JPMorgan’s Finn venture shows banks are probing capabilities

JPMorgan Chase announced plans to sunset its year-old digital banking subsidiary Finn last week, in a decision which Sam Maule, North America managing partner at 11:FS, said won’t be the first or last of its kind in the coming years.

“JPMorgan Chase experimented, and it didn’t see the adoption metrics it set out for Finn. I don’t see this as a total failure for the bank because it showed a willingness to try, and then they had the good sense to close down a project that didn’t take off,” said Maule, in an email.

On June 6 the bank told Finn customers their accounts would be moved over to the Chase Mobile app, while Finn checking accounts will be switched to Chase Secure Banking. Finn savings accounts will be absorbed into Chase Savings. On August 10 the app will be shut down.

The bank has not disclosed user figures for Finn. Ron Shelvin, director of research at Cornerstone Advisors, wrote in Forbes that Finn had managed to sign up 47,000 customers in the year since its inception.

“With Finn, we learned about the power of the Chase brand and what customers want from their bank,” a JPMorgan Chase spokesperson said in an email. “We’ve built Finn’s favorite features into the app, with more to come in the future.”

The US bank also reaffirmed its commitment to physical banking earlier this year with an announcement in March that it would be expanding its branch network with 90 new locations, employing more than 700 people.

According to Maule, Chase’s willingness to experiment still doesn’t let it off the hook. “It didn’t offer much more than the current Chase mobile experience, let alone anything unique and differentiated from a plethora of offerings in market today from other banks and fintech providers. This is not the first time this will happen, and it will not be the last.”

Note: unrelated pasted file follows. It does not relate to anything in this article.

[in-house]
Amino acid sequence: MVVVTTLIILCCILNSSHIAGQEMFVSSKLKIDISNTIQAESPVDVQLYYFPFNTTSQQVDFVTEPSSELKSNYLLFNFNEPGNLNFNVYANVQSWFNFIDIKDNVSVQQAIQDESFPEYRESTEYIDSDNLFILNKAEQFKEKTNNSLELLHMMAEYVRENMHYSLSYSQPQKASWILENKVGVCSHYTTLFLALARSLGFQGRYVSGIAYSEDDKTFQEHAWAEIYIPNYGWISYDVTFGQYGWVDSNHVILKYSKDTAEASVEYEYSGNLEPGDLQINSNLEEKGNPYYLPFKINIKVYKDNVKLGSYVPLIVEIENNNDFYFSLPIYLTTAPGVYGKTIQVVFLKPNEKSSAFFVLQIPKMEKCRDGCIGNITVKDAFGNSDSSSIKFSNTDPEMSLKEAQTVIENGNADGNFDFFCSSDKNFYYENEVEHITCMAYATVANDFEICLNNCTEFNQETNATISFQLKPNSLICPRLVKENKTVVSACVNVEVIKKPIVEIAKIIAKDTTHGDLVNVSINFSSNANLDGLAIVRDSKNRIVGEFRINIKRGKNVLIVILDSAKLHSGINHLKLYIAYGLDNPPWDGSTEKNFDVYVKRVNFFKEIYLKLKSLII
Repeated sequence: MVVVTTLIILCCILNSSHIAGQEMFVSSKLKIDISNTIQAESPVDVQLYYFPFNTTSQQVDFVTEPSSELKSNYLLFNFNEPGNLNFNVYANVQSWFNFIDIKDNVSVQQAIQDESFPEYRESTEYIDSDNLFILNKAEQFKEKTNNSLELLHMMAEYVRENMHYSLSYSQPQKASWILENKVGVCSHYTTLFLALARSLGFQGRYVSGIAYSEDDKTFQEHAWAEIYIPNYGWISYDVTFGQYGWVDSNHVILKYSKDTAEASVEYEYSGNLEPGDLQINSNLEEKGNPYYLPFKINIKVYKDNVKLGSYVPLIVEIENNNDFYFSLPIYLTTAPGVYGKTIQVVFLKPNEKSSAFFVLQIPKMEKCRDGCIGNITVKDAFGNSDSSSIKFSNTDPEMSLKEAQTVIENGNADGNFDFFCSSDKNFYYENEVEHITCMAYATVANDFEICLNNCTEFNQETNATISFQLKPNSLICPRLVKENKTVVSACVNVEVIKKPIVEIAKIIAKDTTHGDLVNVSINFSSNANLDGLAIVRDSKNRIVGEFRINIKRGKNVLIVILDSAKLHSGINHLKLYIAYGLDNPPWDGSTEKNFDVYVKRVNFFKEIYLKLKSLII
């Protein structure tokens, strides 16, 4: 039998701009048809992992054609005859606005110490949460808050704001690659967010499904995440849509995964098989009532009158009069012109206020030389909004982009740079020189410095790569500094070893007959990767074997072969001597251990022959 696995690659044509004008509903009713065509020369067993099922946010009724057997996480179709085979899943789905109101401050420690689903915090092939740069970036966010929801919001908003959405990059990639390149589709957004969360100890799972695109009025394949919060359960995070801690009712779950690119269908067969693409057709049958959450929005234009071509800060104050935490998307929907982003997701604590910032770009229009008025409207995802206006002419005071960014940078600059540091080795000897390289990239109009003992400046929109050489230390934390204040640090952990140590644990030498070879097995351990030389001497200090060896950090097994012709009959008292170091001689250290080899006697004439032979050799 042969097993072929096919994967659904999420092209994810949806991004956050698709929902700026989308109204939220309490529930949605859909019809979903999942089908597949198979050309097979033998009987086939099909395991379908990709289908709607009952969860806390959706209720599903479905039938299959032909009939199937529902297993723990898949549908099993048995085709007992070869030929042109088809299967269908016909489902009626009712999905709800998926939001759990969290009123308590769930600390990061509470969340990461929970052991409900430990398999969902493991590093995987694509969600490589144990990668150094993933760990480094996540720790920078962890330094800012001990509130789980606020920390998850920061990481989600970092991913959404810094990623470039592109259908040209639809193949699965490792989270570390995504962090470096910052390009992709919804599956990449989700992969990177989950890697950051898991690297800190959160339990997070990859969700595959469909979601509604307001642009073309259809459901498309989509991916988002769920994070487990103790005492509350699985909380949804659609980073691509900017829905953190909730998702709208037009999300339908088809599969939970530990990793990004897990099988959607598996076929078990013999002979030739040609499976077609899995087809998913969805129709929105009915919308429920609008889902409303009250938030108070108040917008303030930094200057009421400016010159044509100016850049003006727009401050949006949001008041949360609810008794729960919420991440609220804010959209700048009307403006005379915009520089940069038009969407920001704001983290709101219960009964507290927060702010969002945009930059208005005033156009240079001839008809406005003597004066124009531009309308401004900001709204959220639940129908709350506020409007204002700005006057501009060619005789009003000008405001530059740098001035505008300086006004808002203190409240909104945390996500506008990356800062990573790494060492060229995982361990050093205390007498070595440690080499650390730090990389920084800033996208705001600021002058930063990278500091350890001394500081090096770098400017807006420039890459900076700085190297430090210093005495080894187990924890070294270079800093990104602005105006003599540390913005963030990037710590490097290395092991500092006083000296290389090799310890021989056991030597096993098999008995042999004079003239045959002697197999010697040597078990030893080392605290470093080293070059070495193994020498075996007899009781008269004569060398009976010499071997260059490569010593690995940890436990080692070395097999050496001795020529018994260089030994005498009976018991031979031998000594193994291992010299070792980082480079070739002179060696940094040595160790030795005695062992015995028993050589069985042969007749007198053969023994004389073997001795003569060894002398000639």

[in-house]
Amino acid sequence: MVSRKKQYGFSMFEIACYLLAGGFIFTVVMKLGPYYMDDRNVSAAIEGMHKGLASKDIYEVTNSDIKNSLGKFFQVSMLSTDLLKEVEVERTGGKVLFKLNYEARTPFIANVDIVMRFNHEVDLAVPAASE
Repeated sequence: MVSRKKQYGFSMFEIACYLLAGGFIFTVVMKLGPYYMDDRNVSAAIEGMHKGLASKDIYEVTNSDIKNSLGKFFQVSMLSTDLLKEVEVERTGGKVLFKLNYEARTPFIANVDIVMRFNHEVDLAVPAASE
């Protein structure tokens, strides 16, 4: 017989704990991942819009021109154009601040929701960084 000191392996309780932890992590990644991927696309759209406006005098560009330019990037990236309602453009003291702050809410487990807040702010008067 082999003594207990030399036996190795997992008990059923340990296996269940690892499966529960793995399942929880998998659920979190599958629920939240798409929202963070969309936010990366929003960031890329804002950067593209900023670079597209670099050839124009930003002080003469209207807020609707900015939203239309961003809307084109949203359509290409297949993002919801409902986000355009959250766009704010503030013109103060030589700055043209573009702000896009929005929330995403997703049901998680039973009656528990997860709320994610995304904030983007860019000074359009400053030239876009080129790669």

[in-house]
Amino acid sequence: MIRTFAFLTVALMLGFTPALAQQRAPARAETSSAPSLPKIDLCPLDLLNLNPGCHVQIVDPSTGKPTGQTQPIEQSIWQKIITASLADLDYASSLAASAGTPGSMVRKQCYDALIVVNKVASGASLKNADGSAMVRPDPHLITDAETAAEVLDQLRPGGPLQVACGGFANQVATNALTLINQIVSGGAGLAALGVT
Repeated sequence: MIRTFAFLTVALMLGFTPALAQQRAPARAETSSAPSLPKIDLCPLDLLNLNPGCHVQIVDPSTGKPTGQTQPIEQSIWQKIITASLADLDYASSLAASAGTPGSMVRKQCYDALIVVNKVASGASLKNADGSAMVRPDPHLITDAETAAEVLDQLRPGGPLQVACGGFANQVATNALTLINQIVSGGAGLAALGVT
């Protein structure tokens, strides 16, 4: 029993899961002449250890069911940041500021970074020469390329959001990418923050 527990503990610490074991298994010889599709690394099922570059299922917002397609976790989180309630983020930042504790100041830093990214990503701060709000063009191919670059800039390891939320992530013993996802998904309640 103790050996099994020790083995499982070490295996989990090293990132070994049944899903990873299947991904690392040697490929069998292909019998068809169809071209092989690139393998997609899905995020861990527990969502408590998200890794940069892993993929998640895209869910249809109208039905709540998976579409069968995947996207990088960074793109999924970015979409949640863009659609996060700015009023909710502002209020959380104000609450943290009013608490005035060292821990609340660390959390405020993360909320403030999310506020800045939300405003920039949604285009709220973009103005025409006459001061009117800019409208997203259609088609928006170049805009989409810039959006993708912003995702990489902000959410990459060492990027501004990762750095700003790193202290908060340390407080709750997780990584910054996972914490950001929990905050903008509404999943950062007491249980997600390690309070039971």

Finn was built on the same backend technology as Chase Mobile. The bank also launched a campaign of online-only account opening for the Chase Mobile app, something which it had previously pushed as Finn’s unique selling point.

“I don’t consider them to be the first bank to attempt a pure digital banking offering,” said Maule. “USAA, Capital One and Ally Bank have all seen success with their digital only solutions. Chime, Aspiration, Acorns, and other fintech solutions have seen impressive account growth over the past few years. Marcus by Goldman Sachs has set the bar for incumbent banks by proving they can launch a successful product to the mass market.

“The main difference is Goldman went all in on Marcus by offering a compelling, simple to understand and uncomplicated savings and lending product with easy and fast onboarding process. They didn’t focus on launching an app; it was entirely proposition led.”

Several European challenger banks have ambitions to break into the US market. German bank N26 announced its intentions in late 2018, though no strict deadline has been set for its arrival in the US market. According to TechCrunch, UK challenger Monzo has been working on a US launch in partnership with an established bank.

“European providers have the distinct advantage of more defined standards for Open Banking,” said Maule. “For example, in the UK the Competition Markets Authority (CMA) defined what Open Banking means for consumers and banks were to accomplish at a baseline level to meet these standards. To date and for the foreseeable future the US has taken a market driven, rather than regulatory, approach to data sharing, APIs and Open Banking.

“I believe there is an appetite for the likes of Monzo, Starling, N26, etc in the US; however, I don’t believe these will serve as the stand-alone bank for a large number of customers. It will be one of a number of banking relationships the US consumer will have and that consumer will more than likely bank with one of the top ten banks as their primary account.”

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